Defending Our System, One Client at a Time
Patricia M. Hynes
What would John Adams make of our discourse today? Adams famously wrote in his diary about a case he handled as a defense lawyer. He called it “one of the most gallant, generous and disinterested Actions of my whole Life, and one of the best Pieces of Service I ever rendered my country.” His clients? British soldiers allegedly implicated in the Boston Massacre, clients about as sympathetic as alleged terrorists today.
You are likely aware of the recent attempt by some to impugn the loyalty, patriotism, and professional integrity of Department of Justice lawyers who, while in private practice, represented Guantanamo detainees or filed amicus briefs in their support.
The attacks on these lawyers are shameful not because they are attacks on these particular individuals but because they are attacks on our system of justice, displaying utter contempt for our nation’s most fundamental values and traditions, for our Constitution, and on the rule of law itself.
It is fundamental to our system of justice that all persons, no matter how unpopular, have a right to representation by counsel, and that lawyers have a duty to provide such representation, and to do so pro bono when necessary. Only in such a system can your rights, my rights, all our rights be assured. “Alleged” is one of the most important words in the English language; lost in these attacks is the fact that most of those detained at Guantanamo have been released without any finding of their culpability.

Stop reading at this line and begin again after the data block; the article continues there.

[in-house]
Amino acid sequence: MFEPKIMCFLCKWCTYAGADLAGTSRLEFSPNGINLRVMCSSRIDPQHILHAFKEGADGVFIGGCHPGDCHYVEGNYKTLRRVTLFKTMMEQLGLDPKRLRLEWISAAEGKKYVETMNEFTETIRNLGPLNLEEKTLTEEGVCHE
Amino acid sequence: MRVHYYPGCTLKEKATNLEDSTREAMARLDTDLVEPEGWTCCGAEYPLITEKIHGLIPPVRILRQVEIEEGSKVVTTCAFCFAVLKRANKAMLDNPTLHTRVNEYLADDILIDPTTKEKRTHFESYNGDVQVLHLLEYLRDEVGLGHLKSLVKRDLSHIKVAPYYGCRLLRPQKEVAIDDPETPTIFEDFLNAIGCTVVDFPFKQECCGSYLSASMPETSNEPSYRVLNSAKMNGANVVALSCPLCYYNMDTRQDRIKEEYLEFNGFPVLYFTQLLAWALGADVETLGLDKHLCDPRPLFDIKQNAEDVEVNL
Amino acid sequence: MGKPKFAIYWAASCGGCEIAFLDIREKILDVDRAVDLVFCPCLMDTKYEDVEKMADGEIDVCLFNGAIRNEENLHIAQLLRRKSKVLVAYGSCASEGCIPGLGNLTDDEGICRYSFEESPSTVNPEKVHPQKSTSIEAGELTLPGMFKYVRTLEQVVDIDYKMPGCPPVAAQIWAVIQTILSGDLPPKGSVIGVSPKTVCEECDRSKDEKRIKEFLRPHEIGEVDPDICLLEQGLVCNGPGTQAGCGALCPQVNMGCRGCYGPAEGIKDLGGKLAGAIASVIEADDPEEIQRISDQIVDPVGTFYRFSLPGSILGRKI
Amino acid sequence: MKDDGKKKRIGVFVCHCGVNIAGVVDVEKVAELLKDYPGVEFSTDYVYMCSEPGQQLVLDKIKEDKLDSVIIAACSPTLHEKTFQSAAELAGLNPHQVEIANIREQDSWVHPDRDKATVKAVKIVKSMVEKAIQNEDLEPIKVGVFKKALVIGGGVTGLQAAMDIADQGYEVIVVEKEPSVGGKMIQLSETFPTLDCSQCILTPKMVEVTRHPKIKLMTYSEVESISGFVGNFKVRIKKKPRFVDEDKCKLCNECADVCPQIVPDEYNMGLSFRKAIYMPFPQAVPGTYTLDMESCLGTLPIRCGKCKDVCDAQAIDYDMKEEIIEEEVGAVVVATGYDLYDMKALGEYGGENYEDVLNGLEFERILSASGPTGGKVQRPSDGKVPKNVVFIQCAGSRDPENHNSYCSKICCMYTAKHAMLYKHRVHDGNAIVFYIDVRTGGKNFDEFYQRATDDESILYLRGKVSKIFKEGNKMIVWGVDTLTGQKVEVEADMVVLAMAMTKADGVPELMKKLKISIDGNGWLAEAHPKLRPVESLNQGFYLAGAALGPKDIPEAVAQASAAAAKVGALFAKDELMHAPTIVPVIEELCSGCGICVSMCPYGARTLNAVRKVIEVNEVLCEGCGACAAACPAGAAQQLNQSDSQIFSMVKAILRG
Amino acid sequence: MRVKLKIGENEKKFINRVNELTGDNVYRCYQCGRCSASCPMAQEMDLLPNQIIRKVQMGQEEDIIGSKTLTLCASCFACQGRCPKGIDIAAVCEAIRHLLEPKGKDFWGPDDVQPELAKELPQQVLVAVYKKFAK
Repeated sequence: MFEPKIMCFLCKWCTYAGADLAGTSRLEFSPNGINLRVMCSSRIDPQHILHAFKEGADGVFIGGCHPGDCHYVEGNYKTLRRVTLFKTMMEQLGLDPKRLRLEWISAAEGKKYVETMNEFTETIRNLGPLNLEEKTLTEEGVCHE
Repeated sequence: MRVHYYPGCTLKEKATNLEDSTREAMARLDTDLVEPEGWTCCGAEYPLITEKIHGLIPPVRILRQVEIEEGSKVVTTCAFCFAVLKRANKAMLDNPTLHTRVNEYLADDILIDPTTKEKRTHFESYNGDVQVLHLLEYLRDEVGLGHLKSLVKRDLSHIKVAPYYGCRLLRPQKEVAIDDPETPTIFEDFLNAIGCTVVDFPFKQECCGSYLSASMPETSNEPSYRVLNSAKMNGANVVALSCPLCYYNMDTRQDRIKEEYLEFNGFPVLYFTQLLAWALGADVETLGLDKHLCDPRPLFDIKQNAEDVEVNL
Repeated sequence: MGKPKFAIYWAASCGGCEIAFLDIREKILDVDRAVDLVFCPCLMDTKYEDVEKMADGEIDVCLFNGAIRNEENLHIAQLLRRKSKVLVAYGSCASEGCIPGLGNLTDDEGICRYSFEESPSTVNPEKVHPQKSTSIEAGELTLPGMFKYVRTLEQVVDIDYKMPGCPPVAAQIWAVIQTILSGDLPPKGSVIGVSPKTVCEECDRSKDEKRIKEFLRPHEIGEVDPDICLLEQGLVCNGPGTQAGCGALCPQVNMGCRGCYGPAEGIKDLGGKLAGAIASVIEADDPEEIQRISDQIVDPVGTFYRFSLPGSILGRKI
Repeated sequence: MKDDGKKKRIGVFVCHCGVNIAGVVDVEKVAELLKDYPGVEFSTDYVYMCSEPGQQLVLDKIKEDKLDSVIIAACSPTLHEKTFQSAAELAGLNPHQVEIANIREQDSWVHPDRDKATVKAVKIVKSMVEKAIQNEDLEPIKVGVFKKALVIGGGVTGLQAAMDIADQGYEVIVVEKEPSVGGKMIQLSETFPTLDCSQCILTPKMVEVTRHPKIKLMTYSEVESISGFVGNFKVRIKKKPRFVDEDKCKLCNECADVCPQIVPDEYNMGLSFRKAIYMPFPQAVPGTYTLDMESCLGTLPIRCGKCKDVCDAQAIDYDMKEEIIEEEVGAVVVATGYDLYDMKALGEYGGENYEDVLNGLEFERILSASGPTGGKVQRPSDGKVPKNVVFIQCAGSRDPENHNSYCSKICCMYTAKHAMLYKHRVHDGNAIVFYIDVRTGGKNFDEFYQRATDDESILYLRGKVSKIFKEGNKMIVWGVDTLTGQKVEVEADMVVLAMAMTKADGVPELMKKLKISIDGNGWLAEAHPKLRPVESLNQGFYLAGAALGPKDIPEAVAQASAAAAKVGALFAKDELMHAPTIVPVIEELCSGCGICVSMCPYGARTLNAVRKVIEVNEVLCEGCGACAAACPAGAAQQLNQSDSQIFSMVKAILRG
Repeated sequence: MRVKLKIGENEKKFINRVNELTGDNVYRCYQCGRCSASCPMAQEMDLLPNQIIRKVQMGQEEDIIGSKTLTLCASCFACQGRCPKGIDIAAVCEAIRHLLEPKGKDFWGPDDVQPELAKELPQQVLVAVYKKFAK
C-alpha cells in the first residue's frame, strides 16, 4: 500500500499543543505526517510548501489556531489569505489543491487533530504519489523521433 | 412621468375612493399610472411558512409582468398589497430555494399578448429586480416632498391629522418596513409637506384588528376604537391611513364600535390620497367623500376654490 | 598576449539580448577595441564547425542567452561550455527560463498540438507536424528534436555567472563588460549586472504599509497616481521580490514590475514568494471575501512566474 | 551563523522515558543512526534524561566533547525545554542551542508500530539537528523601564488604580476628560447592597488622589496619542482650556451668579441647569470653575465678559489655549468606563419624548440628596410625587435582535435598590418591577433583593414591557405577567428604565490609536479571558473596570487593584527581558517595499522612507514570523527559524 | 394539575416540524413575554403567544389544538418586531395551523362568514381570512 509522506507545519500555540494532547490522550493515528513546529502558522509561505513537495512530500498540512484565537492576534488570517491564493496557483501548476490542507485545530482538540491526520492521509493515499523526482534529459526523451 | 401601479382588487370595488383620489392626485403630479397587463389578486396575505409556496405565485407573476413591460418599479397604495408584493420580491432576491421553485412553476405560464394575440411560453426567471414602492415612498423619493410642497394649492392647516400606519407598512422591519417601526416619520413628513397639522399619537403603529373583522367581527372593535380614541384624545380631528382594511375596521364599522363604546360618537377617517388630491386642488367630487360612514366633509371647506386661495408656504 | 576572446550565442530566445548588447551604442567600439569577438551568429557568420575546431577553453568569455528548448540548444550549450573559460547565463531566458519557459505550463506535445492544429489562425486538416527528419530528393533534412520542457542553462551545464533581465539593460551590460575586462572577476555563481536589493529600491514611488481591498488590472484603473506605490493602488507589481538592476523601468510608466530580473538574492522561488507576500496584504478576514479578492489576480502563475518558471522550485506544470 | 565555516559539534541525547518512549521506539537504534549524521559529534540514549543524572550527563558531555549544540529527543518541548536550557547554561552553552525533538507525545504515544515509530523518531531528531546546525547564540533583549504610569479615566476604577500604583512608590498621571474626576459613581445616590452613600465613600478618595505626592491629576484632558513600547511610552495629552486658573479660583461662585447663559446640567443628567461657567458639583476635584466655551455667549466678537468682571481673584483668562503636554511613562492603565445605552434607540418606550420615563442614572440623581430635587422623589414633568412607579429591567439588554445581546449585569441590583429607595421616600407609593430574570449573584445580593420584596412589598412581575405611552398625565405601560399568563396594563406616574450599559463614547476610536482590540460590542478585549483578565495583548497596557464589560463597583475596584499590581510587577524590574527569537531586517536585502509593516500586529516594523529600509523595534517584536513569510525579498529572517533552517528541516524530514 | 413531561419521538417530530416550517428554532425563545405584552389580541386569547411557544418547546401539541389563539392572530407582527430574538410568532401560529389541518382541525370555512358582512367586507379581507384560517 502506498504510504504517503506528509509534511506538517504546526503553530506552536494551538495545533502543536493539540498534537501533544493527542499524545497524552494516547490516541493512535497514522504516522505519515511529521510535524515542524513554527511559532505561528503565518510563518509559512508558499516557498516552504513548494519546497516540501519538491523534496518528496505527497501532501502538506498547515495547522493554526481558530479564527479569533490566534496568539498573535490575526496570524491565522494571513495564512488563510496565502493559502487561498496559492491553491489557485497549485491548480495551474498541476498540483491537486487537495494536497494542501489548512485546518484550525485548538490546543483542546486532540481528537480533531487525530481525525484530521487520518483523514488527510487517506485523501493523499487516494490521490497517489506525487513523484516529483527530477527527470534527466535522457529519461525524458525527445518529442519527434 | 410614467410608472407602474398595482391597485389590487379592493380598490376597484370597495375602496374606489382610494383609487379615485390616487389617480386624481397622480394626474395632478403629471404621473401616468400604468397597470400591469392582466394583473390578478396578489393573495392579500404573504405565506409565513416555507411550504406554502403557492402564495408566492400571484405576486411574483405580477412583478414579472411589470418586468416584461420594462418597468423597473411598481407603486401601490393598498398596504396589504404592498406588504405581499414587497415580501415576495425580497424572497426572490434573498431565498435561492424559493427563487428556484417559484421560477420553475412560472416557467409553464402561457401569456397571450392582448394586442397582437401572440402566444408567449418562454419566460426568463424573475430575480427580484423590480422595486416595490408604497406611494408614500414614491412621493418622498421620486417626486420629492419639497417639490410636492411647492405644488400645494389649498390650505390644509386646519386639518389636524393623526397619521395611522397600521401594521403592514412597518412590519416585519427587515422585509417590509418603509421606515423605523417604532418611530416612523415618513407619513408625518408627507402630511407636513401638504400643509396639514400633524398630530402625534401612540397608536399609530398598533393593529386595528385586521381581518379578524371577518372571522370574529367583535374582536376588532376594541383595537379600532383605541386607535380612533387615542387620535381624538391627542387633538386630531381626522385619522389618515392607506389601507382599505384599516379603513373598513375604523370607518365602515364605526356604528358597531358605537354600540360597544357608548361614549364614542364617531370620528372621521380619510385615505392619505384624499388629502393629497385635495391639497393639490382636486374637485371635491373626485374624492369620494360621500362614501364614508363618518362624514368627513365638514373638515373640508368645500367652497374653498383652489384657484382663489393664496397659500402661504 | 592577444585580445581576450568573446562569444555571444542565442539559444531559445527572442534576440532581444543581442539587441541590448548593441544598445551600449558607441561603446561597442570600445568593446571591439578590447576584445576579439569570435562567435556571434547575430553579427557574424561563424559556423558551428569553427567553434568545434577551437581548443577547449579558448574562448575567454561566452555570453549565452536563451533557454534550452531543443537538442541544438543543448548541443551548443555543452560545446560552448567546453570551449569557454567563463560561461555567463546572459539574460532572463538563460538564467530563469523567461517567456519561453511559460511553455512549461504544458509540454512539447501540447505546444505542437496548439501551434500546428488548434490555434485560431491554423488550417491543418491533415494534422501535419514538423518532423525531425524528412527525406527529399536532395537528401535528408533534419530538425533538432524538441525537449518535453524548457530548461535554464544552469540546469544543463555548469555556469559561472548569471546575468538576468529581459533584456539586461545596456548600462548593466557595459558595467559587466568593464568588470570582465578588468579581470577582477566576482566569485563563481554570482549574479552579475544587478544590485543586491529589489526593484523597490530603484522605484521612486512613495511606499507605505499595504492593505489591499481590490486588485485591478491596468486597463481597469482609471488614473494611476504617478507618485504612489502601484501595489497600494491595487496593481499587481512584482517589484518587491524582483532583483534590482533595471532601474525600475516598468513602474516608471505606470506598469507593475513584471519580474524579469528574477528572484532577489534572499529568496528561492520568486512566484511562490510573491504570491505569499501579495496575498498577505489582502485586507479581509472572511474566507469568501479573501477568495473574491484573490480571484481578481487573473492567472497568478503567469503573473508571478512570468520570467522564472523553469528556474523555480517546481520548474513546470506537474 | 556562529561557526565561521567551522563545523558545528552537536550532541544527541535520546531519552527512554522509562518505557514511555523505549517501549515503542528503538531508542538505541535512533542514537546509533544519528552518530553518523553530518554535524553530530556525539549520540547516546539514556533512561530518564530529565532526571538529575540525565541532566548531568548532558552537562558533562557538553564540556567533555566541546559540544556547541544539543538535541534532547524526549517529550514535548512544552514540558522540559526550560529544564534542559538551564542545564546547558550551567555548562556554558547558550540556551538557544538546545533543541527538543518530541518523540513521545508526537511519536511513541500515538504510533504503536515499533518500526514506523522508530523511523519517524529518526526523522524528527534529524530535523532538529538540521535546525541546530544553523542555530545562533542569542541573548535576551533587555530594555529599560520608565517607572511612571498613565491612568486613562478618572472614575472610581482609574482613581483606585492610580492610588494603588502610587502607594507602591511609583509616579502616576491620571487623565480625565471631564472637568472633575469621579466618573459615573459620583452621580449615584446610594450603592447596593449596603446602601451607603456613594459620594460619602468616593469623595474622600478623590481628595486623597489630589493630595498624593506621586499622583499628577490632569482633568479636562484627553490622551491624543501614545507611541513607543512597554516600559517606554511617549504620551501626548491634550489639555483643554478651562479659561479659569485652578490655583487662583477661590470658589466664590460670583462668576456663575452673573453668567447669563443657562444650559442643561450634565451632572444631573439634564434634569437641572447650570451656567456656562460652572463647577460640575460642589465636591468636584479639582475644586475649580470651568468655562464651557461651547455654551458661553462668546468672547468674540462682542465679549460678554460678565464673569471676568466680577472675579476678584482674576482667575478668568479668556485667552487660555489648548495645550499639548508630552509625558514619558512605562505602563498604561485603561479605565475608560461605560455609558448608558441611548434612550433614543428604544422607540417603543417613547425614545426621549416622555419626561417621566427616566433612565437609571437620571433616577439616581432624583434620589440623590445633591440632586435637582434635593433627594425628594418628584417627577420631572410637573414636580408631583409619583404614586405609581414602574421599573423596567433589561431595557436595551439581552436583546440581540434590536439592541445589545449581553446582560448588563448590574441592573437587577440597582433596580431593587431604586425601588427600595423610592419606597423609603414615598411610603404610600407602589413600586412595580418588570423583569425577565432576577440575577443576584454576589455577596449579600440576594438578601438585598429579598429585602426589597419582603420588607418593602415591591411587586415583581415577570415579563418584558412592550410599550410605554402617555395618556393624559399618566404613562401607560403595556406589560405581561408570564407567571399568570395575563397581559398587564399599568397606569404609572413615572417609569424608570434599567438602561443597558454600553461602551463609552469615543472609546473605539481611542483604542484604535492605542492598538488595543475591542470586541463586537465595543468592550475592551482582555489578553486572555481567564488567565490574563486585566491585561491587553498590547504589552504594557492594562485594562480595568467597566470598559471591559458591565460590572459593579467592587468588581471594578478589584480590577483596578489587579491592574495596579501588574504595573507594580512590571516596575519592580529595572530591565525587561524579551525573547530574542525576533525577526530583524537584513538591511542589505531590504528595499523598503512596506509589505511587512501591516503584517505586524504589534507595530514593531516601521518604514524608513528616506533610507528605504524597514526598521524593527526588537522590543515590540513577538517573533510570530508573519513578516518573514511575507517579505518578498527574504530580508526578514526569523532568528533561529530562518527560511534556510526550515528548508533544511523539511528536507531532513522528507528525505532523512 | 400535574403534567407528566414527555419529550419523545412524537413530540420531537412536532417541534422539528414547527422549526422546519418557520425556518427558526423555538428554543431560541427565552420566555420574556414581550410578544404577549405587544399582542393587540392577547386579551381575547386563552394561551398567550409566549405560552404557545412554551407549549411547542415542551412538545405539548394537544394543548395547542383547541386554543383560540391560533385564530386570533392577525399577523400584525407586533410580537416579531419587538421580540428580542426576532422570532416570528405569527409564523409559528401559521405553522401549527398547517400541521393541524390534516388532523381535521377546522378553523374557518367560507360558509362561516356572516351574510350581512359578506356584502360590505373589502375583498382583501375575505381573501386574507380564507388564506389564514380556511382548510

The Attorney General has represented that these DOJ lawyers will recuse themselves in any individual case where they in fact have a conflict of interest, and that should be the end of it. These lawyers lived up to the highest standards of the Bar and of our nation's most cherished principles when they undertook these representations under the most difficult circumstances, at great personal sacrifice, and in fulfillment of their professional duties.
We as lawyers should not be deterred from representing unpopular people and causes. Our democratic system and our liberty depend on that basic principle.